Friday, December 23, 2011

A Christmas Nation

Today at Unreasonable Faith Vorjack asked which Christian Principles created the foundation for this nation. American history is pretty messy even if we only like to focus on the high points in history class. I mean the slaves were eventually freed and women were granted the right to vote, but why did it take so long and why were these even in issue to begin with in a Christian nation?

This video is mostly about the War on Christmas but throws in the argument that anyone other than Christians have no reason to put up displays in a public square because a) America was founded by Christians (not Buddhist or Atheist) and b) we should not disrupt the tradition of displaying our faith publicly on a Christian holiday. Anyone attempting to modify or even stop tradition is in effect declaring war on Christianity. Even though this so called War on Christmas happens EVERY YEAR Christianity is still the dominate voice in America. I'm fine with people celebrating Christmas, and even as an Agnostic we even display a miniature nativity scene set in our home. Celebrate Christmas however you like. What I think these other groups are trying to get across is a bit of acknowledgement that they exist during the one time of the year we feel it's more acceptable to show off your faith. Maybe if some (not all) Christians weren't so aggressive with their exclusivity other groups wouldn't feel the need to be noticed. With faith being such a major part in many people's lives acknowledging their faith exists translates into an acknowledgement of their own existence. This is why I don't aggressively attack the beliefs of any group because I know for many it is felt as an attack on their own identity. I may have my beliefs but these are my own views, and just because I hold them doesn't mean I'm against anything or anyone. What I support is discovery, exploration, and growth not only of our universe but our fellow man.

However you may feel or believe about Christmas and Christianity the Nativity is at the very least a story of hope during dark and troubled times. It is a story about something new coming into this world to transform the world for the better. I celebrate Christmas (as well as the birth of Christ) by internalizing that hope and meditating on how I can change the world for the better. That is the true spirit of Christmas to me.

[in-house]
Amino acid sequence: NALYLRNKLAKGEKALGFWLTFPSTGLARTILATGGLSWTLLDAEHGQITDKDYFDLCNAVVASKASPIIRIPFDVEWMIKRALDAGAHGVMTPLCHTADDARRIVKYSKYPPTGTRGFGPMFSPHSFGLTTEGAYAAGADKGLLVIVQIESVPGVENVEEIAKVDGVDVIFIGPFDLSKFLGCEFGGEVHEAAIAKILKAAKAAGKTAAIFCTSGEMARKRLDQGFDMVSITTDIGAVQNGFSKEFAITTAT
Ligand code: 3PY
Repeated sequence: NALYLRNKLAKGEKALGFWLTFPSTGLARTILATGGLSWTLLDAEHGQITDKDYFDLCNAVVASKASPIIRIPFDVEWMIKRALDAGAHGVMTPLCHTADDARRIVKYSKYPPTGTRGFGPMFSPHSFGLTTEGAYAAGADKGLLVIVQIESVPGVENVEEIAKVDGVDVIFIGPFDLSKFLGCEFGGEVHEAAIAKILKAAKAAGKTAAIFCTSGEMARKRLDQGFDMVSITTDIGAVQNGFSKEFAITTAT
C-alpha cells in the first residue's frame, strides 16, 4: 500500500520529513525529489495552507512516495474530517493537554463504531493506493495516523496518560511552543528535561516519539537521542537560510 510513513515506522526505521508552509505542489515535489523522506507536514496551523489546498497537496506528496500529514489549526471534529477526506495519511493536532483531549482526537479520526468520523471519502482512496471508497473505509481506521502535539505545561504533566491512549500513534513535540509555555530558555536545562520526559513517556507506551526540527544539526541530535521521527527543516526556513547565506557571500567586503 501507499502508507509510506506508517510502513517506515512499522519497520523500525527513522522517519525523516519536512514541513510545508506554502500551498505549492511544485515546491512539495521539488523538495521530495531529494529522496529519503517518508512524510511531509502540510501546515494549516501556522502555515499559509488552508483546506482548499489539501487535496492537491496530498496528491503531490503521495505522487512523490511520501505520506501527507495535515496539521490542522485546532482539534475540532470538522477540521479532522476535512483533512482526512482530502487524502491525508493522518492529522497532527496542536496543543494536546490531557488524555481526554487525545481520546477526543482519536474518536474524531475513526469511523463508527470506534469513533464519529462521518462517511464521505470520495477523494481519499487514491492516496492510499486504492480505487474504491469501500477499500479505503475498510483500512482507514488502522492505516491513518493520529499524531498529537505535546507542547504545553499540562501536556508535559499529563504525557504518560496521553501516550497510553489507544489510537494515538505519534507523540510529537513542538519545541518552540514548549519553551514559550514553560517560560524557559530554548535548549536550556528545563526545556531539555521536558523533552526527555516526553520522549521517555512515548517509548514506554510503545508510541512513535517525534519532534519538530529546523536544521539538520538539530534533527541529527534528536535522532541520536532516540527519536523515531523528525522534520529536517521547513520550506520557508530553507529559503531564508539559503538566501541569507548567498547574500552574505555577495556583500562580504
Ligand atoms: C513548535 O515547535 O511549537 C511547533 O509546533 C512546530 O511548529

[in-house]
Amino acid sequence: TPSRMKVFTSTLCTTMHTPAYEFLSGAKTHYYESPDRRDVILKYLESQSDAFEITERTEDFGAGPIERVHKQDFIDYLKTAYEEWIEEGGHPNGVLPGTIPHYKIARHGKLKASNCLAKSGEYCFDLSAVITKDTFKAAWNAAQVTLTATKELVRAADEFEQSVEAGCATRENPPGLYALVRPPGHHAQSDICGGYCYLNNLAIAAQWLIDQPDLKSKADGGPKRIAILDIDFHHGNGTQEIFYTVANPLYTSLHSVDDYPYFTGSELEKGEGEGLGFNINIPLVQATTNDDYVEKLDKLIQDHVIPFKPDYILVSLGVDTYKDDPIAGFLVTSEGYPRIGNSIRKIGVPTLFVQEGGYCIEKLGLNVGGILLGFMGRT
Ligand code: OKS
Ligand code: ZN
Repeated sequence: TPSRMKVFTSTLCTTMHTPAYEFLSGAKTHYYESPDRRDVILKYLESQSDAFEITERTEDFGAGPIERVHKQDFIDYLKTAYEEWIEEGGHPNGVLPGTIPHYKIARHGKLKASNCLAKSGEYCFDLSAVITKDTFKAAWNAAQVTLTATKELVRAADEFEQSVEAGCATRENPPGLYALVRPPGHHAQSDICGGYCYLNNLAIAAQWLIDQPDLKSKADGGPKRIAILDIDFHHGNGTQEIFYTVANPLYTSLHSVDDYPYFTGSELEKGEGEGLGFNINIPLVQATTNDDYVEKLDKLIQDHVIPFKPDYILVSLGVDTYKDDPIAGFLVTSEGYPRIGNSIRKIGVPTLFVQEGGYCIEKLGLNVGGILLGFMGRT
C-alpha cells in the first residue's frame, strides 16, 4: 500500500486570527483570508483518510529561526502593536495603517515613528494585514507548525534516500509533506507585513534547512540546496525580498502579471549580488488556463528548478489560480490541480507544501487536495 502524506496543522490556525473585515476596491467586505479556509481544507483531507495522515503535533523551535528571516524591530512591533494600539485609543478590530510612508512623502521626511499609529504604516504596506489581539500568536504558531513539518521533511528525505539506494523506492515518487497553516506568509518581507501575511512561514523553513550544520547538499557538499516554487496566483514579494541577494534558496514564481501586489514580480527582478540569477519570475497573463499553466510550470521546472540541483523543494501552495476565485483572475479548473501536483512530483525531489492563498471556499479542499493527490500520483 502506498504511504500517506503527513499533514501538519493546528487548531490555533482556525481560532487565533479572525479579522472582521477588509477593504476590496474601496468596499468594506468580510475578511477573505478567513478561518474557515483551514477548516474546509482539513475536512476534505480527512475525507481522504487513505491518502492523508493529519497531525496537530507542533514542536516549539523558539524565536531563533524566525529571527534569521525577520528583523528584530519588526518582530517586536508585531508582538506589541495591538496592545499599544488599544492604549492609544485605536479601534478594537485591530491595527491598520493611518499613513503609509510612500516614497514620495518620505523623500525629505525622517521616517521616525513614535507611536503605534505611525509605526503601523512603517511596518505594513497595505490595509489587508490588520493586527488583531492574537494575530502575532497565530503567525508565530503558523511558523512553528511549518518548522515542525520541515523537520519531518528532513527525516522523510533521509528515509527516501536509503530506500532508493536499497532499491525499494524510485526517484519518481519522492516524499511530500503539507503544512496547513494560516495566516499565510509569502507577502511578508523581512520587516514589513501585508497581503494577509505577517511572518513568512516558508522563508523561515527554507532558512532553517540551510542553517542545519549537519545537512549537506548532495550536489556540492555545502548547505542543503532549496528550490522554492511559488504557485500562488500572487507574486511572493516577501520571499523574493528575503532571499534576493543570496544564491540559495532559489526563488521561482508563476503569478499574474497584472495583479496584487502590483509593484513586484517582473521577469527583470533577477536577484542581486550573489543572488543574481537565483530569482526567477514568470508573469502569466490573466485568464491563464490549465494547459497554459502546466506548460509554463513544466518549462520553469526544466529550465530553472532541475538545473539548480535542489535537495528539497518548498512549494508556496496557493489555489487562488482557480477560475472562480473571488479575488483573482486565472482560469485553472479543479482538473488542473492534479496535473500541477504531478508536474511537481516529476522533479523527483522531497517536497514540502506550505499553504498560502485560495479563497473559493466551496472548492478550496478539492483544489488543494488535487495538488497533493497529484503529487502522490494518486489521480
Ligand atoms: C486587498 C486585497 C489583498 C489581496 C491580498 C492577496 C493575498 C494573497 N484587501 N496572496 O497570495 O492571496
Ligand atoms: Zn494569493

Doug B said...

A little quote from mythologist Joseph Campbell that I like:

"Read other people's myths, not those of your own religion, because you tend to interpret your own religion in terms of facts - but if you read the other ones, you begin to get the message. Myth helps you to put your mind in touch with this experience of being alive."

I like aspects of Jesus the myth. But when fundamentalists and conservative evangelicals come at me with their truth claims, I enjoy Jesus less so.

I celebrate Christmas, but hasten to point out (as I know you already know) that there was a reason for the season before Jesus.

Ri said...

I like to think of it as there being two of Jesus. There's the real Jesus and then there is the commercial version of Jesus - the one that is talked about and whose name is plastered on t-shirts and products, who is more a way to make money than he is any kind of savior.

As common as the knowledge is, Christians continue to gloss over the reason that Christmas is at this time of year. It's not because of the birth of Jesus, it's because this is when Yule was celebrated. Just another pagan tradition that was rolled into common Christian practice only because of the desire to convert pagans to Christianity. When you really look at it, it is hard to tell where paganism ends and Christianity begins, becase the two have become so intertwined.

And that makes the animosity between the two rather ironic, I think.

At the end of the day, if something is true beyond the boundaries of our understanding and reasoning, it is infused into everything whether we like it or recognize it or not. So many religions have similar ideas spoken different ways, and yet people persist with their seperation and hatred of each other.

I'd love to see a holiday season where all religious boundaries are dropped, and in the spirit of celebration of life, love, and believing in something because it makes you a better person, we all celebrate together regardless of what type of vehicle we traveled in to the celebration.

Religion should break down walls, not put up bigger ones.

Post a Comment